The expense of the hives and the bees is making the work not very attractive to some, but it still remains a fascinating hobby that any age can enjoy, Rowan said. The cost of the wooden wear, hive equipment and bees have all gone up.
“Bees are getting so hard to keep alive that the cost of buying bees is much more expensive than they used to,” she said. “When my husband started way back when he was 10 he bought a complete hive, with the bees, for $10. That same hive nowadays would be about $400.”
The Rowans used to be able to order bees in a three-pound package of bees with a queen and they’d be delivered “by the postman” for $25.
“Nowadays they won’t hardly ship bees, and if they do it’s quite expensive. So we have to deal with large apiaries in California or down south who will ship them by semi and we have to get a whole load of them,” she said. “We’ll usually go together as a group and we’ll sell bees to local people.”
What they’re good for
In central Kansas, Rowan is amazed at how many beekeepers are in her area.
“It’s a very popular thing to have one or two hives to help with your garden,” she said. “A lot of people don’t realize how important the pollination is of the bees. They say that one out of every three bites of food you take is the work of a honeybee, and if we don’t have bees, there’s a lot of our food items that we take for granted that will no longer be available.”
Most avid gardeners enjoy having bees close by or in their gardens because it increases their crop. Rowan thinks the same for alfalfa and clover crops.
“Most of the farmers are raising alfalfa for hay to feed their livestock, but if they allow it to go out to seed, their production will be much higher if they have bees pollinating the alfalfa,” she said. “In Kansas, clover and alfalfa are our two main sources of honey for the bees to work.”
The bad with the good
With modern farming techniques the bees also face other issues.
“Our biggest problem right now is that so many farmers are going to the no till farming and with that they do so much spraying,” she said. “The spray kills the bad bugs, but it also kills the good bugs and that includes the bees.”
There is an ingredient in the sprays that is very deadly to the bees, and manufacturers are starting to sell sprays for people to use on their lawns and gardens with the same ingredient.
“It’s extremely harmful. If the farmers will notify us that they’re going to spray, we can either move the hives or we can close them up,” she said. “Depending on what they’re going to spray because there’s some sprays if we close them up for 24 hours its safe for them to go out again, where some of that stuff stays on the plant and they’ll bring it back to the hive, and so then it kills them quite on farther down the road.”
Although it may be thought the bees can’t handle the cold, they really can, Rowan said.
“Cold really doesn’t bother them it’s the extent of the cold. How long it stays cold. They have to have a cleansing flight at least once every 30 days,” she said.
As long as the bees can get out for a cleansing flight they should be ok. The insects won’t defecate or urinate in the hive.
“They’re extremely, extremely clean in the hive, and if anything gets in the hive—you know, if a leaf blows in or anything like that, if they can’t carry it out they’ll seal it in wax to prevent it from contaminating anything in the hive,” she said.
Most of the bees’ work is to take care of the queen. Rowan said when it’s cold out, they will cluster around the queen and keep her at a constant 85 degrees.
The cold doesn’t bother them, but sometimes if it stays cold too long, that cluster will stay in one location in the hive and it doesn’t move over to another source of food,” she said. “If they have honey here, and they’re down here, they don’t move up to it, and so it’s the lack of food that will get to them more than the cold.”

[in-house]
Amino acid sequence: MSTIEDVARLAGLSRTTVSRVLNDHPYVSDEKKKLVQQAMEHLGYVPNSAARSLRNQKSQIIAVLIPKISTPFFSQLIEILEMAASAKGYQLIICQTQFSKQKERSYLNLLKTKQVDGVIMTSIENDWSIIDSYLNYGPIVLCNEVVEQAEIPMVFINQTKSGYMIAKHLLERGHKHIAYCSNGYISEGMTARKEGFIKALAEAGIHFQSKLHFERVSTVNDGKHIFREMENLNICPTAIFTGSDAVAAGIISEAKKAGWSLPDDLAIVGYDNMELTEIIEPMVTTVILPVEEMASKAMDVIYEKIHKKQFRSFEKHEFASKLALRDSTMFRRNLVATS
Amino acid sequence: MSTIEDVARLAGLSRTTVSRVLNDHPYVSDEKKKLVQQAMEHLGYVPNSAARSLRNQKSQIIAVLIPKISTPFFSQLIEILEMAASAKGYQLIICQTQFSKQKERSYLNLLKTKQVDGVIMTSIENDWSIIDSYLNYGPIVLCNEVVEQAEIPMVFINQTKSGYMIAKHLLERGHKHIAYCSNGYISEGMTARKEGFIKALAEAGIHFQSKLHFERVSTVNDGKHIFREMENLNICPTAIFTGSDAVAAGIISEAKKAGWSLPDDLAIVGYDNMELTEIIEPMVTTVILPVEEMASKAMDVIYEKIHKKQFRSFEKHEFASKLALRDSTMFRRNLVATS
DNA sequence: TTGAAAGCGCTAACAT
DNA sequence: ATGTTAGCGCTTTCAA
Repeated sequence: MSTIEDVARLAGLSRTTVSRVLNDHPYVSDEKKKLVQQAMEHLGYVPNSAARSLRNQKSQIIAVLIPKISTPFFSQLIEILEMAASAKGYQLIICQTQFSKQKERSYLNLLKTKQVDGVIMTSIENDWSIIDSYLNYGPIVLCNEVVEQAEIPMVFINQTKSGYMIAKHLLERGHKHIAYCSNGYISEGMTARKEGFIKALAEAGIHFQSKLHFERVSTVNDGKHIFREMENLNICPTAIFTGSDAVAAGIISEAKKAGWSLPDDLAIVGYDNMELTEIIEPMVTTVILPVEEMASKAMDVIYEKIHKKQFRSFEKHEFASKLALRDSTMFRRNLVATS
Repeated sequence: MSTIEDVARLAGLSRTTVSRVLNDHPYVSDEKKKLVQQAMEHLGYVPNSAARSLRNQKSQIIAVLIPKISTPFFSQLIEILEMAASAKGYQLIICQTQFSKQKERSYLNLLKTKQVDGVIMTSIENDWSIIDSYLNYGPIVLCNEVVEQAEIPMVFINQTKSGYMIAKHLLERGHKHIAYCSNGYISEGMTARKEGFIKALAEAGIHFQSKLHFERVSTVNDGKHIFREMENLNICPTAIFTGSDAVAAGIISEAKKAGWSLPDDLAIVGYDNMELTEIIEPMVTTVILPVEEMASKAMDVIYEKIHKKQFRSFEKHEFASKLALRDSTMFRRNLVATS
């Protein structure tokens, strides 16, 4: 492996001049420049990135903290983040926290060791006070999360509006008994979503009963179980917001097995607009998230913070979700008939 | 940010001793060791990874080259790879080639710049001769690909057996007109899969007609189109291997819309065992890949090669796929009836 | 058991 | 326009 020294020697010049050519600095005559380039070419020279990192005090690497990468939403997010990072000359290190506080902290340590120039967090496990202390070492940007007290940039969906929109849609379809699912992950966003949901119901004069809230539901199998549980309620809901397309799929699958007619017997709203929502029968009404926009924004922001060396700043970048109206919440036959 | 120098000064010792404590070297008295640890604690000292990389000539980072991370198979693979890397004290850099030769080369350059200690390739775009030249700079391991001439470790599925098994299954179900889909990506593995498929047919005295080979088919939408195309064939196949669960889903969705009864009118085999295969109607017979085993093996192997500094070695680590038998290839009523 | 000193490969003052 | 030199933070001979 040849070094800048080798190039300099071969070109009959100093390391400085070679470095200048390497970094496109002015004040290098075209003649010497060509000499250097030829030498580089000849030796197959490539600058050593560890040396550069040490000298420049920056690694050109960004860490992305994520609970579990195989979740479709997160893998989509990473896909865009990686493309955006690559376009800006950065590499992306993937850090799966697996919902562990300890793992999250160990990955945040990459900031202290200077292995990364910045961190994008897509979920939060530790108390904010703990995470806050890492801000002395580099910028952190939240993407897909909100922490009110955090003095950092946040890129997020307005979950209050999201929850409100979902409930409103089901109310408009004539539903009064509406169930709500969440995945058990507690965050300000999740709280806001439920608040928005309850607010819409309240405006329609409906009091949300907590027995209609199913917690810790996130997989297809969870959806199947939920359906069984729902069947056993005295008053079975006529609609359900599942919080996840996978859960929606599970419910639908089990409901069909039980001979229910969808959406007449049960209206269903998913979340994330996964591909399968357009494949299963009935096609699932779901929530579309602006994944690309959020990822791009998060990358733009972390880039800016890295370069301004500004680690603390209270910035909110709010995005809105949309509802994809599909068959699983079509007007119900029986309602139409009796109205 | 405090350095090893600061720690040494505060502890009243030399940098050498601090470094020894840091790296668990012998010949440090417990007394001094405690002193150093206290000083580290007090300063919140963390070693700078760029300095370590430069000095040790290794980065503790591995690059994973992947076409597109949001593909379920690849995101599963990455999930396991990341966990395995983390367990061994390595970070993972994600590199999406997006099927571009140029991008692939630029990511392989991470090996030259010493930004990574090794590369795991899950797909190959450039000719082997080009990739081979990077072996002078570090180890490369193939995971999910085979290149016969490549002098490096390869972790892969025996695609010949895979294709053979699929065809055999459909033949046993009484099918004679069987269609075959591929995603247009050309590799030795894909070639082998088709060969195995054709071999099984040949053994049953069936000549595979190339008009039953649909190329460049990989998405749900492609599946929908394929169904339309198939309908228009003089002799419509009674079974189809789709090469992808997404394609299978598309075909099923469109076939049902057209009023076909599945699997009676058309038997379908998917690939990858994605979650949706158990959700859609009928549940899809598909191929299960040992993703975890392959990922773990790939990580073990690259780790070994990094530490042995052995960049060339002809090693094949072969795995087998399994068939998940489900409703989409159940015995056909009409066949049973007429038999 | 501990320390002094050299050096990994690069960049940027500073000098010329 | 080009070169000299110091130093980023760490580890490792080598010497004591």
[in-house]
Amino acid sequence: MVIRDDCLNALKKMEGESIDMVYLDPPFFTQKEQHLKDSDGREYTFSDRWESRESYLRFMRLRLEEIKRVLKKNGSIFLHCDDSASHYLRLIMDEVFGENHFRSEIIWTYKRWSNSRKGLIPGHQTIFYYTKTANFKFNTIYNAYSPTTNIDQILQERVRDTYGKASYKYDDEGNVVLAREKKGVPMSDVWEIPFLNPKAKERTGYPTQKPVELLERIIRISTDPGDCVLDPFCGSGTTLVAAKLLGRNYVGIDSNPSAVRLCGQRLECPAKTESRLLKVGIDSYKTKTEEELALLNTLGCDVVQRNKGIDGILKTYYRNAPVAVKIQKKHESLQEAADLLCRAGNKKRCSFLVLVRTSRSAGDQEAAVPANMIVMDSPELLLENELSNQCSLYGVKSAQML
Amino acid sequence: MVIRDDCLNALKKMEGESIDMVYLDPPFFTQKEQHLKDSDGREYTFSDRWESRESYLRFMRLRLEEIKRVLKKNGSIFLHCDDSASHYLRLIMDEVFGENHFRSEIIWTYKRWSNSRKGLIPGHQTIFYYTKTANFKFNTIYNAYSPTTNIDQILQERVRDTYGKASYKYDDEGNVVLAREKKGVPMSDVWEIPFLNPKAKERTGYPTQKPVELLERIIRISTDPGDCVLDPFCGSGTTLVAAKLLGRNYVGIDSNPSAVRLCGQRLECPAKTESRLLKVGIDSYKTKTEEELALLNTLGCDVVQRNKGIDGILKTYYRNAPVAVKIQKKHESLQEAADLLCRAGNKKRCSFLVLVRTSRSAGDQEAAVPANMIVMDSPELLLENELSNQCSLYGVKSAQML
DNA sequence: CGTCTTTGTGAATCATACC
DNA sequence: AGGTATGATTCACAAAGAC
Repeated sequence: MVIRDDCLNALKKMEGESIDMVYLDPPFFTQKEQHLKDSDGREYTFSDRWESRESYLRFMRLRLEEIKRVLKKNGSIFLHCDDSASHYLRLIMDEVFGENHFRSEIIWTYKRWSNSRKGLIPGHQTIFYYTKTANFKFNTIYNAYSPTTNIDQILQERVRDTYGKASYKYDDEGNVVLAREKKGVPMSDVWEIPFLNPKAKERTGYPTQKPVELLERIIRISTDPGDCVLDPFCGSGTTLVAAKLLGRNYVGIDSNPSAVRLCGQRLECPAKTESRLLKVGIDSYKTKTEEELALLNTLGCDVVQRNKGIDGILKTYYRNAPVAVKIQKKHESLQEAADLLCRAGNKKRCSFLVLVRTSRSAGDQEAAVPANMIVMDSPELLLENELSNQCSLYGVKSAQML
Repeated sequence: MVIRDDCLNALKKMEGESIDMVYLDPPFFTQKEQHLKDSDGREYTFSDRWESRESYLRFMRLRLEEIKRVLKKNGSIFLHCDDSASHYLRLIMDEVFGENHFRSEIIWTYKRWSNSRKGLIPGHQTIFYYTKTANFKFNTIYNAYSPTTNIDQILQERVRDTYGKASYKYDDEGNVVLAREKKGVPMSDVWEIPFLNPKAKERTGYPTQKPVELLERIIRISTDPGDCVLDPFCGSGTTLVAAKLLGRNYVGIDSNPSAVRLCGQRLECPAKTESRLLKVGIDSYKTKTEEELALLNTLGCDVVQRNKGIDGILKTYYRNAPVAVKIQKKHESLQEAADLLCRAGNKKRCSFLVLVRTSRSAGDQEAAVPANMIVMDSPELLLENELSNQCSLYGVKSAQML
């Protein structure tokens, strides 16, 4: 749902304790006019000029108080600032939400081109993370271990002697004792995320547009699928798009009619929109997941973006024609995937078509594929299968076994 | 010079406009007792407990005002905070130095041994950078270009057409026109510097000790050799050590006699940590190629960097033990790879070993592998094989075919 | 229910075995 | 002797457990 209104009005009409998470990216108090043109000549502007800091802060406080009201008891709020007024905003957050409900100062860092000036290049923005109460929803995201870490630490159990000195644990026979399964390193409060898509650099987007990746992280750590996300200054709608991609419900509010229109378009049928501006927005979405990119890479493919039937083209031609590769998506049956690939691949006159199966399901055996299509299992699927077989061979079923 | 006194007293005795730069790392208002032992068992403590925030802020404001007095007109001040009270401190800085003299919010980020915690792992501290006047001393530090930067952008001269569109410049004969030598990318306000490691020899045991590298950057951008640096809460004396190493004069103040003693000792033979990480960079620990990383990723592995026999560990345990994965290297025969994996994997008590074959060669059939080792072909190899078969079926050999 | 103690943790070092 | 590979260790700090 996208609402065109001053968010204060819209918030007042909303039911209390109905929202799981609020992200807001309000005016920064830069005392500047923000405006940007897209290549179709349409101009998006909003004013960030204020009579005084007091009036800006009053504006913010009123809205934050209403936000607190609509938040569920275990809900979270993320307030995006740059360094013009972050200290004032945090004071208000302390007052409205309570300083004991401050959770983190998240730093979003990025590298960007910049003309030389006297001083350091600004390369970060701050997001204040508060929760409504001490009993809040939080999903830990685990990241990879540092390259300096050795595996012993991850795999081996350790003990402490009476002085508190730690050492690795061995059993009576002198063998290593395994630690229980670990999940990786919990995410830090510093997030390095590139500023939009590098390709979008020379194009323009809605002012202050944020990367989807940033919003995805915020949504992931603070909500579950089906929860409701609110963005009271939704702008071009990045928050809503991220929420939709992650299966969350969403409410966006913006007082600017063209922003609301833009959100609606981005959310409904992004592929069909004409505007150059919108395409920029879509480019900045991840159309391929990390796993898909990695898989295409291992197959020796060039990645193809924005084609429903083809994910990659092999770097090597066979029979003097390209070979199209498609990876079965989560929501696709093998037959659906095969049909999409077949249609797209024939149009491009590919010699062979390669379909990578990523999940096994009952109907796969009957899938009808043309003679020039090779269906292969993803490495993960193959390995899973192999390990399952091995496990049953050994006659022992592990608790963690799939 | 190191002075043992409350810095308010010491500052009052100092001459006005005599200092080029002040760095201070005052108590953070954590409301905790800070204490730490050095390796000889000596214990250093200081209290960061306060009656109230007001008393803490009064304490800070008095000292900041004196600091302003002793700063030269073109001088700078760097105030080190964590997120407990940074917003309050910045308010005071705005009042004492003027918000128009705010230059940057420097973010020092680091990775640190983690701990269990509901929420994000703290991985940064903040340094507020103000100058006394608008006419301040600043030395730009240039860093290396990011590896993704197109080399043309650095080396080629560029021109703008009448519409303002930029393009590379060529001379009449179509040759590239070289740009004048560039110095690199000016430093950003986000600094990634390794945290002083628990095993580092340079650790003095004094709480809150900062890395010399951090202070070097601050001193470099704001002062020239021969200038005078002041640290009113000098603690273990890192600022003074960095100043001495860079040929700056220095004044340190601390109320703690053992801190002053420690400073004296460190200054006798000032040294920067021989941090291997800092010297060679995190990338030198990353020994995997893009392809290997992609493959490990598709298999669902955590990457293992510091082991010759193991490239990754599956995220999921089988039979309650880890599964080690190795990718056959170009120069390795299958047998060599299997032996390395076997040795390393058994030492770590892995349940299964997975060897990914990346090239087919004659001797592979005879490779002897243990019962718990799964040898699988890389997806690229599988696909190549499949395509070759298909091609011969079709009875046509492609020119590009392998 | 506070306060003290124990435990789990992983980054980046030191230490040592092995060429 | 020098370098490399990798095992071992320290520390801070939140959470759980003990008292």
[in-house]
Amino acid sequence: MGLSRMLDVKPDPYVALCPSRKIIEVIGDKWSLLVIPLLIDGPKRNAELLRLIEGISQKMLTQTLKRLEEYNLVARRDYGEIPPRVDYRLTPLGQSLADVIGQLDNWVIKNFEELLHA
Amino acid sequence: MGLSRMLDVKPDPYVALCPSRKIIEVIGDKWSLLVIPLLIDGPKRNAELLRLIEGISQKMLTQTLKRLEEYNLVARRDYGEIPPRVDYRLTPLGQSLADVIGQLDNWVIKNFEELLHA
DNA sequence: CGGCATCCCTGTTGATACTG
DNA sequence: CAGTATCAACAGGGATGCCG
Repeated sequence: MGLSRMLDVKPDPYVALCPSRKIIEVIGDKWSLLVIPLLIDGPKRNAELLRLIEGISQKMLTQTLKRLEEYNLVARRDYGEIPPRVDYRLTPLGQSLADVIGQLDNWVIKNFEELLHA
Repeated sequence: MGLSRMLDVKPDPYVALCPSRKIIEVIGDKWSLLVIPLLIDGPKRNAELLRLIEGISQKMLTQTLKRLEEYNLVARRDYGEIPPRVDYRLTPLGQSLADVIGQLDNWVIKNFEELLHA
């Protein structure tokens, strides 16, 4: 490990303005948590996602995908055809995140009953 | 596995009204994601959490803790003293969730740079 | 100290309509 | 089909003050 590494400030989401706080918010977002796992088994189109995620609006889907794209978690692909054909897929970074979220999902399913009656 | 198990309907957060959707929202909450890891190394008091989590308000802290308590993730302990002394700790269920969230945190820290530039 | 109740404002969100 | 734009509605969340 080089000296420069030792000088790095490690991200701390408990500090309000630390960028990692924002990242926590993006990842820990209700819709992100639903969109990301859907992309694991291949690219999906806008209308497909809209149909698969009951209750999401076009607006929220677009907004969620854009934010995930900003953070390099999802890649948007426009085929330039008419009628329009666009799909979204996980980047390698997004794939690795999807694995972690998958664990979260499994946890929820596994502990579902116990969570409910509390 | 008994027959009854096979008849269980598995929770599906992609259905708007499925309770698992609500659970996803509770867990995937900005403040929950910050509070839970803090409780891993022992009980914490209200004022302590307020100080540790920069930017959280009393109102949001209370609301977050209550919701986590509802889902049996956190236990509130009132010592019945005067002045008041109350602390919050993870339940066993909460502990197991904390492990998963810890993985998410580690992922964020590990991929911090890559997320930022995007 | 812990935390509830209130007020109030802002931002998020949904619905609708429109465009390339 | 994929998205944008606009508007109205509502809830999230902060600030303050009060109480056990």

Sometimes a hive won’t make enough honey to get it through the winter, and the Rowans will have to monitor the hive and feed them a sugar syrup. They also use an antibiotic to keep the bees healthy when needed in the early spring and late fall for some common diseases. The bees mix pollen with their honey to feed their young, and sometimes in the wintertime need some help with this.
“We put on what we call a winter patty, and it’s got pollen and honey and a protein mix in it. So it’s kind of like giving them a vitamin shot throughout the cold winter,” she said.
The drought also causes issues as well.
“With the drought, of course, that was harmful to the bees because things weren’t blooming. There was nothing for them to work on or forage on,” she said. “But at the same time if we get a real strong rainy season, that’s also harmful because it washes the nectar out of the plants, and it takes, you know, depending on what the plant is, it takes a while for that to reproduce the nectar for them to work on.”
One would think that if it’s raining and things are blooming, the bees have a lot of things to feed on, but it’s not necessarily true. The flowers also have to be a type that the bees can “work on.”
“I always think its interesting that the alfalfa bloom is very attractive to the bees, but the alfalfa flower has a mechanism in it where when they take the nectar out of that flower it trips it and they can’t go back to that same flower again, where as a clover bloom they can go back to it repeatedly,” Rowan said.
The worst problems the Rowans’ bees face is mites. There are two types that really do harm to the bees.
“They have things that will help with the mite situation but it’s no guarantee, and it seems like they’ll come up with something and it will work maybe a year or two and then the mites get resistant to it so then they have to come up with something else,” Rowan said.
A lot of the beekeepers are trying to go chemical free and not treat, she said, and let the bees take care of it themselves.
“In the bee industry, there’s a lot of research on that and they’re trying to come up with bees that groom each other, and more or less pick the mites off kind of like you see monkeys doing,” she said. “There’s some advancement there, but that’s not done yet.”
Kylene Scott can be reached by email at firstname.lastname@example.org or by phone at 620-227-1804.